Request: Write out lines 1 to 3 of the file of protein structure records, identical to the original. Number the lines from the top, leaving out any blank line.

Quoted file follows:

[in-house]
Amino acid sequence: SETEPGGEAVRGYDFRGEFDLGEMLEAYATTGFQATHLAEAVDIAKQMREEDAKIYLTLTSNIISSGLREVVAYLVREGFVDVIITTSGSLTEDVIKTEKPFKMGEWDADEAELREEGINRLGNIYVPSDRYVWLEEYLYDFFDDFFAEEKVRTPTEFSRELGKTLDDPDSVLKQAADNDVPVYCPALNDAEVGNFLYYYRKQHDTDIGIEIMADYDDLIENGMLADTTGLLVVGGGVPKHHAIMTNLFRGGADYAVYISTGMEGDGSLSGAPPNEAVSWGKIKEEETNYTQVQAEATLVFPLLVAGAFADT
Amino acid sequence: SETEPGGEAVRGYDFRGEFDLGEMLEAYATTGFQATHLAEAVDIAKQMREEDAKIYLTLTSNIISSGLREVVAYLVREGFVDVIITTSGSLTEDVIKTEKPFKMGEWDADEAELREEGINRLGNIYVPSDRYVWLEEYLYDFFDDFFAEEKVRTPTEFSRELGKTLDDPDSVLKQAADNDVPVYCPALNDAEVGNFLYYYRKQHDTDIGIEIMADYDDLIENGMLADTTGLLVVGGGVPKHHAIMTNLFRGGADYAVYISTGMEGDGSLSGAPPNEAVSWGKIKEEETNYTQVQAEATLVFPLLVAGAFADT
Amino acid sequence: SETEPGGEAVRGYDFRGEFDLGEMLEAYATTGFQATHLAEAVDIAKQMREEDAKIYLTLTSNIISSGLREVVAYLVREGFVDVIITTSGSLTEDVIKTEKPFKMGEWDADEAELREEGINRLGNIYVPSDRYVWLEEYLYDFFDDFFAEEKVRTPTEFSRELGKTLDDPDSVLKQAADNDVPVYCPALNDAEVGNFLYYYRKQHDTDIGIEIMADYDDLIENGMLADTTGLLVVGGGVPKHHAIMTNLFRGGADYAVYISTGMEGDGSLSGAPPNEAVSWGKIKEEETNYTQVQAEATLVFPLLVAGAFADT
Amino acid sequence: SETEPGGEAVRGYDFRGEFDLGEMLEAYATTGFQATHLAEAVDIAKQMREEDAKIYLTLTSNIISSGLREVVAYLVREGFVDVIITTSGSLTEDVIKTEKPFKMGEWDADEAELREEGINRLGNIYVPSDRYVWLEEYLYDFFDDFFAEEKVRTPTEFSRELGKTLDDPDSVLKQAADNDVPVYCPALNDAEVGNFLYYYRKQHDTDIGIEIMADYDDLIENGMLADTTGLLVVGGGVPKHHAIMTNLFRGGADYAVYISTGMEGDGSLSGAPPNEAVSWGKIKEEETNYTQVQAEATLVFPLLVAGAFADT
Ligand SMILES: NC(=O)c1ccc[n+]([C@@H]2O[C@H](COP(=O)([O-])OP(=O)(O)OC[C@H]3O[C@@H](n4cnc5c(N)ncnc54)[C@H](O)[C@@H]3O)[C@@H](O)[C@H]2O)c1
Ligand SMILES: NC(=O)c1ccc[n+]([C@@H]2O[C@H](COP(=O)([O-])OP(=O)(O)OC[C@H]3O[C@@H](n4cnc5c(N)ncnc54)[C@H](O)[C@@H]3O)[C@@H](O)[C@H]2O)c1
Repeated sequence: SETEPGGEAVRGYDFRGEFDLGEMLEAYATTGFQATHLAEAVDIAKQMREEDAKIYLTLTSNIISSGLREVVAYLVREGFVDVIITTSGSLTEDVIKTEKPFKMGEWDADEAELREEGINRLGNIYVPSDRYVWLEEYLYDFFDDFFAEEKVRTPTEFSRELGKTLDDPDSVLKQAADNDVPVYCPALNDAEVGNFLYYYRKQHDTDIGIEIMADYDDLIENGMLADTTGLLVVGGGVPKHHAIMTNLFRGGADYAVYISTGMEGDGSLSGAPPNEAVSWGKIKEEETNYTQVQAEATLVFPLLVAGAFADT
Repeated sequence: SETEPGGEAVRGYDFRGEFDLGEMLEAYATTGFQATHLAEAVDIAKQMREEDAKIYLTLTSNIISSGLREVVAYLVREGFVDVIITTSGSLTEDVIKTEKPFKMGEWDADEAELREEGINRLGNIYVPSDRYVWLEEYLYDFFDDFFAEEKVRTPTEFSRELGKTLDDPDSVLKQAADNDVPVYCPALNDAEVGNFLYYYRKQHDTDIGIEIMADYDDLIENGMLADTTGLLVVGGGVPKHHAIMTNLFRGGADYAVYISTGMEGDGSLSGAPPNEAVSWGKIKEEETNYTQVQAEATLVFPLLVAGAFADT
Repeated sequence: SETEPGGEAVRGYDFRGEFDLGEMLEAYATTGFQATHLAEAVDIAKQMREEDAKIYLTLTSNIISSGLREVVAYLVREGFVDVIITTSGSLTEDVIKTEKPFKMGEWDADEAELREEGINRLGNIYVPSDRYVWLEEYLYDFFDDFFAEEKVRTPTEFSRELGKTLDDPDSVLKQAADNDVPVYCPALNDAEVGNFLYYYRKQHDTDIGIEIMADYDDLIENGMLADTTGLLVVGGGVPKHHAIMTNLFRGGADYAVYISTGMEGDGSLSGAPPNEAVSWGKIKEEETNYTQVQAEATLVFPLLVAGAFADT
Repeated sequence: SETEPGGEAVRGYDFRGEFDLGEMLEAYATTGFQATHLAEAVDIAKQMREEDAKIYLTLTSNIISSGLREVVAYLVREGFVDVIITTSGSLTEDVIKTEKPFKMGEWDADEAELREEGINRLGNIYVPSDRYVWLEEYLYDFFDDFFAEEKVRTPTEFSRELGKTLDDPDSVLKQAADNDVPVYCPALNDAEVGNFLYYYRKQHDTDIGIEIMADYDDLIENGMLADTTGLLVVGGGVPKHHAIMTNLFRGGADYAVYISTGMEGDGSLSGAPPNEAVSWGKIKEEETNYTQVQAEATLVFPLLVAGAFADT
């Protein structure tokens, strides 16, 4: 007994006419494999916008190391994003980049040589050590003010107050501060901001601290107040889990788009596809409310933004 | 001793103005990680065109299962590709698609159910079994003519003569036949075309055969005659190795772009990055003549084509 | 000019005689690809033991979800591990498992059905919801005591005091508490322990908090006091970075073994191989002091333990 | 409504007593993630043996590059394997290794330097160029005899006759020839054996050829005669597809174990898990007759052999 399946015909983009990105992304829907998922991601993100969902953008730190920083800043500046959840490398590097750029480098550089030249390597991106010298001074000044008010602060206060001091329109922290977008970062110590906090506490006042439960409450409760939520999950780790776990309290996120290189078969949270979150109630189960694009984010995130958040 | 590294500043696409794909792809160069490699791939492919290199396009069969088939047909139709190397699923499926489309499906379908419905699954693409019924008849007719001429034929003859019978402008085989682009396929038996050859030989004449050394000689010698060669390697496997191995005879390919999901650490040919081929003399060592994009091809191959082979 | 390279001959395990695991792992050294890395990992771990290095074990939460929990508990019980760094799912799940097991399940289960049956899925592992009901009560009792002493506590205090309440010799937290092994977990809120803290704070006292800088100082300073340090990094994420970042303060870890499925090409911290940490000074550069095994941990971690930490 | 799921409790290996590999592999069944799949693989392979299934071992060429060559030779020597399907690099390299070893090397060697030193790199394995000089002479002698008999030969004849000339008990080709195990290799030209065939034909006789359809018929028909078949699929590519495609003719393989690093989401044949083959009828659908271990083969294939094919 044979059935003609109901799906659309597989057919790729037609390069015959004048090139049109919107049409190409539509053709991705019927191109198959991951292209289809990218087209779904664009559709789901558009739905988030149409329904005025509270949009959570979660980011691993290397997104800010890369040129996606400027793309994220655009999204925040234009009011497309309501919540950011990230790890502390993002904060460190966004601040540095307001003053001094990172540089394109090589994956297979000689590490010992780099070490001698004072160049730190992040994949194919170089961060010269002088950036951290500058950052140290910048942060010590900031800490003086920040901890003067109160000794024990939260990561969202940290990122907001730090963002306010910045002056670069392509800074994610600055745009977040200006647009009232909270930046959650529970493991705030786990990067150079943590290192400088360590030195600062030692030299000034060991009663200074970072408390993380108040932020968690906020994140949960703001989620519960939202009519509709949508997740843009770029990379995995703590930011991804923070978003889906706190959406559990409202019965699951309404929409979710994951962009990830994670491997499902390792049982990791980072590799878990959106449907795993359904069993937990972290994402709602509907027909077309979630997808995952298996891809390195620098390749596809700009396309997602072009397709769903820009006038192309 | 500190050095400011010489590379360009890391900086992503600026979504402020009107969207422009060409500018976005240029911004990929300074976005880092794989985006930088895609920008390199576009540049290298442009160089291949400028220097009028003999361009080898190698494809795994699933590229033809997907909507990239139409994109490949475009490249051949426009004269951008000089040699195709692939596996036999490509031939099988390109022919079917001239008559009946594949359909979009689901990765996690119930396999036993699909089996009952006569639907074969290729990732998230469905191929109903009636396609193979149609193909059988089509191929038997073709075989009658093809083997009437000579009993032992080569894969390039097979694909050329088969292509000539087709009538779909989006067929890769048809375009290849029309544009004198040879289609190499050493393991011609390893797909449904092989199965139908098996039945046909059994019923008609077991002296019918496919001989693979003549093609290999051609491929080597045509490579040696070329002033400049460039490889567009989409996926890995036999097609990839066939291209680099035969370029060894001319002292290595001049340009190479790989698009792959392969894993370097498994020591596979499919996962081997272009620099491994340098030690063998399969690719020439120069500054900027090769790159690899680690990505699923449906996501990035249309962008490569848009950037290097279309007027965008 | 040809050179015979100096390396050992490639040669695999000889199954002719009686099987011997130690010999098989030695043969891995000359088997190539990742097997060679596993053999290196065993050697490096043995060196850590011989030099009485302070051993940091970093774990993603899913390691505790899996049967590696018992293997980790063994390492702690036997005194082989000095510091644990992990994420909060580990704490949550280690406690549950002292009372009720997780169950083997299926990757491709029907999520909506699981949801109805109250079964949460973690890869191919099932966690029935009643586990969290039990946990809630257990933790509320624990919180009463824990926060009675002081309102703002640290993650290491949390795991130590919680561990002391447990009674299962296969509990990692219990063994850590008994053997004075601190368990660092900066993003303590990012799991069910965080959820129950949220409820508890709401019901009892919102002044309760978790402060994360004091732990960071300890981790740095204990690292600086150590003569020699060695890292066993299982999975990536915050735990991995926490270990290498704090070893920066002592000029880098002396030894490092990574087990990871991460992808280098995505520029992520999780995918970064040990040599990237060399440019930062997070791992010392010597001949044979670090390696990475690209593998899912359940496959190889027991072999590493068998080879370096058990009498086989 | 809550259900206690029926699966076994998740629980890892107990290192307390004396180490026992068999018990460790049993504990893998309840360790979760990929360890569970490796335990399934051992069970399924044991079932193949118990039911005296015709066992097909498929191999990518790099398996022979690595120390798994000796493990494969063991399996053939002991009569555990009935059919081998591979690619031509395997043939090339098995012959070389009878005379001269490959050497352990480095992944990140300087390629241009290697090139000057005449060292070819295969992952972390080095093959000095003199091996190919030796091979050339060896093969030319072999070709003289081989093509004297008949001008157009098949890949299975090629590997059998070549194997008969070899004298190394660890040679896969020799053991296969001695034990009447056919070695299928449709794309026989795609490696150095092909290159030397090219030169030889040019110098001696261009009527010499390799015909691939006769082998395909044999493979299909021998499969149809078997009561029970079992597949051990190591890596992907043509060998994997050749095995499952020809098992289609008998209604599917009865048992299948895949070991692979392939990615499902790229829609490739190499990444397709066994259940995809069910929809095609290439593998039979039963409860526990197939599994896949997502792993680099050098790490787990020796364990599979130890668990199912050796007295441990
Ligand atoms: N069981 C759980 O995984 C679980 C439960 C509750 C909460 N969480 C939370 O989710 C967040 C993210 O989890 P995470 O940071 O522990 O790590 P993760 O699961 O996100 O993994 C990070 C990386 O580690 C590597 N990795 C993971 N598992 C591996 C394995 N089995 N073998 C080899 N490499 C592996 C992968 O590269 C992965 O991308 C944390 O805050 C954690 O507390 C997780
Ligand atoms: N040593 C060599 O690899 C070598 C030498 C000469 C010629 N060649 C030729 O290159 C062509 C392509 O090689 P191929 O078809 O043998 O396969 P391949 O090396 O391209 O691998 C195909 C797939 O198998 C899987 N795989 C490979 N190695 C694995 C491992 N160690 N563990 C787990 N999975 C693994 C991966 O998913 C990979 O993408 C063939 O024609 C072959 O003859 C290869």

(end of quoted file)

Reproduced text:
[in-house]
Amino acid sequence: SETEPGGEAVRGYDFRGEFDLGEMLEAYATTGFQATHLAEAVDIAKQMREEDAKIYLTLTSNIISSGLREVVAYLVREGFVDVIITTSGSLTEDVIKTEKPFKMGEWDADEAELREEGINRLGNIYVPSDRYVWLEEYLYDFFDDFFAEEKVRTPTEFSRELGKTLDDPDSVLKQAADNDVPVYCPALNDAEVGNFLYYYRKQHDTDIGIEIMADYDDLIENGMLADTTGLLVVGGGVPKHHAIMTNLFRGGADYAVYISTGMEGDGSLSGAPPNEAVSWGKIKEEETNYTQVQAEATLVFPLLVAGAFADT
Amino acid sequence: SETEPGGEAVRGYDFRGEFDLGEMLEAYATTGFQATHLAEAVDIAKQMREEDAKIYLTLTSNIISSGLREVVAYLVREGFVDVIITTSGSLTEDVIKTEKPFKMGEWDADEAELREEGINRLGNIYVPSDRYVWLEEYLYDFFDDFFAEEKVRTPTEFSRELGKTLDDPDSVLKQAADNDVPVYCPALNDAEVGNFLYYYRKQHDTDIGIEIMADYDDLIENGMLADTTGLLVVGGGVPKHHAIMTNLFRGGADYAVYISTGMEGDGSLSGAPPNEAVSWGKIKEEETNYTQVQAEATLVFPLLVAGAFADT